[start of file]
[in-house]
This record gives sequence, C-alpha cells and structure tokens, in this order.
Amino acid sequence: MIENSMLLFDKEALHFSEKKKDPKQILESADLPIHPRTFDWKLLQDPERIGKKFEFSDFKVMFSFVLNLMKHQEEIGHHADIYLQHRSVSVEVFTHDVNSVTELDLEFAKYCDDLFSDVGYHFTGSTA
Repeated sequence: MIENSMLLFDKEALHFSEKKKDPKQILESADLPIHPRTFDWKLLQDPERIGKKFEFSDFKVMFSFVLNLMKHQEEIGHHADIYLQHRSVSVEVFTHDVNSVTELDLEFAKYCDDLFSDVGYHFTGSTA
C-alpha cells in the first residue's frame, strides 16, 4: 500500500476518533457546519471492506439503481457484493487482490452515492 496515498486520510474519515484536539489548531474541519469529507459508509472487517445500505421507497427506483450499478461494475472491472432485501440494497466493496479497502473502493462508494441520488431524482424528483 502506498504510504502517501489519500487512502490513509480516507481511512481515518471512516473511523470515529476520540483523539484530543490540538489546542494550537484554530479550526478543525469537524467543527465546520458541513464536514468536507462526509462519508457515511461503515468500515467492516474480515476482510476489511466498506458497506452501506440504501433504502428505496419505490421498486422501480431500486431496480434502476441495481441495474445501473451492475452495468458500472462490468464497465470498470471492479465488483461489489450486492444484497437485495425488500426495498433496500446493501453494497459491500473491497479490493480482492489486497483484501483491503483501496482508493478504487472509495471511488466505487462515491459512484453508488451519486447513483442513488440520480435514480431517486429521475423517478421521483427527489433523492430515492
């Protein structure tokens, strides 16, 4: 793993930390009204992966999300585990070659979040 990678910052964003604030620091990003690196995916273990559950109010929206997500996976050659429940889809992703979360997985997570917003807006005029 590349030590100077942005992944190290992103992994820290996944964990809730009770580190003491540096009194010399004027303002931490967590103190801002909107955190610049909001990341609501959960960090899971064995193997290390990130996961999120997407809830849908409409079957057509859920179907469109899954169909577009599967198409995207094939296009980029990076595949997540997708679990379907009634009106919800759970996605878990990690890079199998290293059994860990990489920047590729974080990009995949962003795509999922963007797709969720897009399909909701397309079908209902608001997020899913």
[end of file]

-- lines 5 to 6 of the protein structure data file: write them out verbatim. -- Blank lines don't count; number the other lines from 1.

C-alpha cells in the first residue's frame, strides 16, 4: 500500500476518533457546519471492506439503481457484493487482490452515492 496515498486520510474519515484536539489548531474541519469529507459508509472487517445500505421507497427506483450499478461494475472491472432485501440494497466493496479497502473502493462508494441520488431524482424528483 502506498504510504502517501489519500487512502490513509480516507481511512481515518471512516473511523470515529476520540483523539484530543490540538489546542494550537484554530479550526478543525469537524467543527465546520458541513464536514468536507462526509462519508457515511461503515468500515467492516474480515476482510476489511466498506458497506452501506440504501433504502428505496419505490421498486422501480431500486431496480434502476441495481441495474445501473451492475452495468458500472462490468464497465470498470471492479465488483461489489450486492444484497437485495425488500426495498433496500446493501453494497459491500473491497479490493480482492489486497483484501483491503483501496482508493478504487472509495471511488466505487462515491459512484453508488451519486447513483442513488440520480435514480431517486429521475423517478421521483427527489433523492430515492
């Protein structure tokens, strides 16, 4: 793993930390009204992966999300585990070659979040 990678910052964003604030620091990003690196995916273990559950109010929206997500996976050659429940889809992703979360997985997570917003807006005029 590349030590100077942005992944190290992103992994820290996944964990809730009770580190003491540096009194010399004027303002931490967590103190801002909107955190610049909001990341609501959960960090899971064995193997290390990130996961999120997407809830849908409409079957057509859920179907469109899954169909577009599967198409995207094939296009980029990076595949997540997708679990379907009634009106919800759970996605878990990690890079199998290293059994860990990489920047590729974080990009995949962003795509999922963007797709969720897009399909909701397309079908209902608001997020899913």